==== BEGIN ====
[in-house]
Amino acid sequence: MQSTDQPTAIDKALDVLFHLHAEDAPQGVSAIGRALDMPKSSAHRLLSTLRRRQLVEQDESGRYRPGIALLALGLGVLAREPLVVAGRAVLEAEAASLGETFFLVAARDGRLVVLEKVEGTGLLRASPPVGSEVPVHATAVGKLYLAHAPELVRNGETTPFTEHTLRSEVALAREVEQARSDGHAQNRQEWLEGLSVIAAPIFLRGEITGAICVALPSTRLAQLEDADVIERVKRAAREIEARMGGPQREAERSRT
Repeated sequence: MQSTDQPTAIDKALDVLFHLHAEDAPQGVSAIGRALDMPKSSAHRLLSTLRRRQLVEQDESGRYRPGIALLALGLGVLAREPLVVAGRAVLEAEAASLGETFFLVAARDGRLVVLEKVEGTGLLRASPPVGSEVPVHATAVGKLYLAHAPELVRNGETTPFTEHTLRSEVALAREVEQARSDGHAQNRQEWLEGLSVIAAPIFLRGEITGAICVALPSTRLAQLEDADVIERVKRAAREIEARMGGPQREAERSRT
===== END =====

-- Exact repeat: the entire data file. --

[in-house]
Amino acid sequence: MQSTDQPTAIDKALDVLFHLHAEDAPQGVSAIGRALDMPKSSAHRLLSTLRRRQLVEQDESGRYRPGIALLALGLGVLAREPLVVAGRAVLEAEAASLGETFFLVAARDGRLVVLEKVEGTGLLRASPPVGSEVPVHATAVGKLYLAHAPELVRNGETTPFTEHTLRSEVALAREVEQARSDGHAQNRQEWLEGLSVIAAPIFLRGEITGAICVALPSTRLAQLEDADVIERVKRAAREIEARMGGPQREAERSRT
Repeated sequence: MQSTDQPTAIDKALDVLFHLHAEDAPQGVSAIGRALDMPKSSAHRLLSTLRRRQLVEQDESGRYRPGIALLALGLGVLAREPLVVAGRAVLEAEAASLGETFFLVAARDGRLVVLEKVEGTGLLRASPPVGSEVPVHATAVGKLYLAHAPELVRNGETTPFTEHTLRSEVALAREVEQARSDGHAQNRQEWLEGLSVIAAPIFLRGEITGAICVALPSTRLAQLEDADVIERVKRAAREIEARMGGPQREAERSRT